·   Name, email address and mobile number of correspondent (Person to contact for licenses and permission).

·   Where Applicant is not the original author/copyright owner, but has acquired a right in the work, the particulars of such right should be provided. State the nature of transfer, whether it is a licence or an assignment; the parties, territory covered and duration, where applicable.


Copyright protection confers exclusive rights to an originator of a work, which gives the author an opportunity to enjoy certain privileges ranging from the rights to reproduction, distribution, and adaptation of the work to rights of public performance, broadcasting and communication of the work to the public etc. These rights also have several limitations enshrined in the Copyright Act. Although, registration of a copyrighted work is not a pre-condition for copyright protection, the benefits of lodging a notification of a work with the national depository far outweighs any perceived negatives. With the growing number of copyright infringement cases and the difficulties associated with proving prior ownership or authorship of a work, depositing a work in the robust databank of the NCC, would be a wise decision for authors and creators to undertake, and an IP lawyer’s professional services should be retained in this regard.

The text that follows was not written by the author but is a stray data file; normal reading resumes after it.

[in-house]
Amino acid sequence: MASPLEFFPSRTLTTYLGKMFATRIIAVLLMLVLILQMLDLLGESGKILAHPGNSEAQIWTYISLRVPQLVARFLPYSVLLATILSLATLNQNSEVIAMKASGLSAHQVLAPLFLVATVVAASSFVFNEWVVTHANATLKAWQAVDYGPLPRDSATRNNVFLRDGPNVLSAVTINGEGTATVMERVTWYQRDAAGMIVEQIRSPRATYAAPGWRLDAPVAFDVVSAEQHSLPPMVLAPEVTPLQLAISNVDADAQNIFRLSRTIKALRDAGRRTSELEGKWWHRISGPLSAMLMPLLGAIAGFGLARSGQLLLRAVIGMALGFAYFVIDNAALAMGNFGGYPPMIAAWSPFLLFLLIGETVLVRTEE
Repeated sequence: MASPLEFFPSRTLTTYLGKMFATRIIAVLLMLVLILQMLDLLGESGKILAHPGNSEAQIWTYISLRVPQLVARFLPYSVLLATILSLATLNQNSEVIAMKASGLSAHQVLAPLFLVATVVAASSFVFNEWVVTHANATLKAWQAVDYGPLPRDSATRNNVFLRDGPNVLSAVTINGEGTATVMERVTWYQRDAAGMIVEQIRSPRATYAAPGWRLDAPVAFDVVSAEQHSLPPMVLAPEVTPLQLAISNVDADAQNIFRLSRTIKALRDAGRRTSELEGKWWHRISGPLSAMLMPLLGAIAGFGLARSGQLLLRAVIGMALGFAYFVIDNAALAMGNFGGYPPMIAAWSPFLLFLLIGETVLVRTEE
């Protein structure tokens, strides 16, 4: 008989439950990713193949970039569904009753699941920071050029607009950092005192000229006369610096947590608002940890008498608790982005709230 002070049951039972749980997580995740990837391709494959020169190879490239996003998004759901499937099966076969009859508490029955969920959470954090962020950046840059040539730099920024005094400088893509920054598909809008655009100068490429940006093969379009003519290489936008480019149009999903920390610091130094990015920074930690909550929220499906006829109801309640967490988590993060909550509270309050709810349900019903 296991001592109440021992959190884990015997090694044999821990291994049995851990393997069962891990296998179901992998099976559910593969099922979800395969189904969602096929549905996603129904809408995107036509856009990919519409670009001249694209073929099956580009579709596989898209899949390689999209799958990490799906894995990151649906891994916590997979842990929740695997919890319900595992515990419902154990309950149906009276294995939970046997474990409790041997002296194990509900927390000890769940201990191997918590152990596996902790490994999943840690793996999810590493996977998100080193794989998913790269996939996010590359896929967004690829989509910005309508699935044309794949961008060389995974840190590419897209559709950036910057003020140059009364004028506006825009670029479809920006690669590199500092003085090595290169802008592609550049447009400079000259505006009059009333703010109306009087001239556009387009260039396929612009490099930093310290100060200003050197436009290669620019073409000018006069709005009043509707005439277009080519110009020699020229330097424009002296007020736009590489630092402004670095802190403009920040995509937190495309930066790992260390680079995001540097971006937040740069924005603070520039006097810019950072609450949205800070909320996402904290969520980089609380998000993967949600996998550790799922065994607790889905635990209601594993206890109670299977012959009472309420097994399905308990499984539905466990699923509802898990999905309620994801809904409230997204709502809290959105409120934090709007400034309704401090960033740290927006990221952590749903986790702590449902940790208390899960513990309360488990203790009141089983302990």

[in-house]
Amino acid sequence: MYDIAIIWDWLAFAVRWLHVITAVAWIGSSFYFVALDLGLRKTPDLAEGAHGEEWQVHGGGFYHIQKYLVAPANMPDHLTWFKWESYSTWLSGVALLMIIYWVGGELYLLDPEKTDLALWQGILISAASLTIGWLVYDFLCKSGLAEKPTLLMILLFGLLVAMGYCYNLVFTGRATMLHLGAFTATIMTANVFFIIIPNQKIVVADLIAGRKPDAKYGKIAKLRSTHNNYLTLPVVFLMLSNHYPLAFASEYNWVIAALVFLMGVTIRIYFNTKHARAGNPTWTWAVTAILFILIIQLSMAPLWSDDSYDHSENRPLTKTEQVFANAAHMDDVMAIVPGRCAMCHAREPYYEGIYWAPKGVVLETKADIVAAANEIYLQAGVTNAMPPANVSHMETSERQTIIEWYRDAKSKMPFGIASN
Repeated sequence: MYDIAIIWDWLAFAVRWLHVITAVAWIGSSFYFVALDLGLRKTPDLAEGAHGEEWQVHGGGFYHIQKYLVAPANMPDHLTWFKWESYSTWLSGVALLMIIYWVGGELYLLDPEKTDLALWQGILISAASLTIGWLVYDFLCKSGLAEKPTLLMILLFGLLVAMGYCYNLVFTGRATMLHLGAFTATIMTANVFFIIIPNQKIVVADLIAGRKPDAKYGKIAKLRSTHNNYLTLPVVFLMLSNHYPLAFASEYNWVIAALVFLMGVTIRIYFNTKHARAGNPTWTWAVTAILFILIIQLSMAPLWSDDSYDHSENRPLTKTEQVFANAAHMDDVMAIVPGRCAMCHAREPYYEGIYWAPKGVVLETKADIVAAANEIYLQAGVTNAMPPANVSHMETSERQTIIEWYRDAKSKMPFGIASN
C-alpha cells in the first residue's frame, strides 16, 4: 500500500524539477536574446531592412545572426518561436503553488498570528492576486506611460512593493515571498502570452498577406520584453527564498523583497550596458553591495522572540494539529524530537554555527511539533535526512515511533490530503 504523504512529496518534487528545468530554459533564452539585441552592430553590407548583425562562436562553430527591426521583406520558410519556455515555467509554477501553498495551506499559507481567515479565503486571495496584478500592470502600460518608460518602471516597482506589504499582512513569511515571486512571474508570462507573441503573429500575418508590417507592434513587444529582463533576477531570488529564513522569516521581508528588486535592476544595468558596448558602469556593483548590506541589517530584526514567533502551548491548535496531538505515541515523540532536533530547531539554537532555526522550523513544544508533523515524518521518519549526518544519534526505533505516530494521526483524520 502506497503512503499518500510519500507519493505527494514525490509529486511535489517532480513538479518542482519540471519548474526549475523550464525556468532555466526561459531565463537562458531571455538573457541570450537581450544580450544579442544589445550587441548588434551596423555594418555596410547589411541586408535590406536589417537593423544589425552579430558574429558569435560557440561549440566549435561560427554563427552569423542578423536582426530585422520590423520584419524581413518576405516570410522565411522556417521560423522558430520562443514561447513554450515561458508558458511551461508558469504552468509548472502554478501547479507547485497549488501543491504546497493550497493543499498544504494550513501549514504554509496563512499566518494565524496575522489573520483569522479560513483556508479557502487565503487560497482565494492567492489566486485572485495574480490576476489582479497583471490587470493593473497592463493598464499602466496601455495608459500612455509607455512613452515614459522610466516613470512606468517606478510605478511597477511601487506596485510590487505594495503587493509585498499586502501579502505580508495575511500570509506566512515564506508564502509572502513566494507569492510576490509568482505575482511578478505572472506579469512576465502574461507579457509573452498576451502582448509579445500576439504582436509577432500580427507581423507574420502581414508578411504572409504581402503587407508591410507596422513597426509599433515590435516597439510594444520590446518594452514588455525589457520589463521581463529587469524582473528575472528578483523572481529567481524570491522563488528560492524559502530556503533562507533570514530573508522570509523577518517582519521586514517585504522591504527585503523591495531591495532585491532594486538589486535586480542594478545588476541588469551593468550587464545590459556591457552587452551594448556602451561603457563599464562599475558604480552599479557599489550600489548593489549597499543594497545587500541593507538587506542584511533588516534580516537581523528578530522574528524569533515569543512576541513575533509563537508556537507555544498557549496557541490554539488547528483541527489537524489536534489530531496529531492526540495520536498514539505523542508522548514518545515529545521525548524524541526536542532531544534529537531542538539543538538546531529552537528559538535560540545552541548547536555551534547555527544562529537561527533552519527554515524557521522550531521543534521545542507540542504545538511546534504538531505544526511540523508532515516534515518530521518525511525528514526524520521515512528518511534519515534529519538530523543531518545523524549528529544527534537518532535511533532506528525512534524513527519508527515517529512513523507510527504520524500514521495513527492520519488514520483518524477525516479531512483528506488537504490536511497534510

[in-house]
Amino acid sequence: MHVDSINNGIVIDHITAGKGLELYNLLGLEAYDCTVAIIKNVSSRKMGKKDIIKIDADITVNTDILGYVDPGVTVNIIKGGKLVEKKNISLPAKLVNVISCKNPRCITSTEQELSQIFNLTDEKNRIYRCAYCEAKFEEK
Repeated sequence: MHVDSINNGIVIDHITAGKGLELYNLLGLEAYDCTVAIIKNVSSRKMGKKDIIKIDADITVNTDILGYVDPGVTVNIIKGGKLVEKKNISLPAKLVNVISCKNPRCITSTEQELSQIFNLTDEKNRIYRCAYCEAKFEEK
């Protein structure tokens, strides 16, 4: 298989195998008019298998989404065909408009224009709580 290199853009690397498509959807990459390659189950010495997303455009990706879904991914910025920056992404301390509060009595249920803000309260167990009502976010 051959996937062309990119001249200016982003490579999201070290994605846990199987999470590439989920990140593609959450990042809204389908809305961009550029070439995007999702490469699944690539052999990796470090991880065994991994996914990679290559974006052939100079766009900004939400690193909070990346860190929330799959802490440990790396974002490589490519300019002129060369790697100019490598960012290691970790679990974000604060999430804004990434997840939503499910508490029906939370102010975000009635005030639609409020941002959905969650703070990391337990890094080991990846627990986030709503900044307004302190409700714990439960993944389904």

For further information on this article and area of law, please contact

Sandra Eke at: S. P. A. Ajibade & Co., Lagos

by telephone (+234 1 472 9890), fax (+234 1 4605092)

Mobile: +234.7033442333 or Email: [email protected]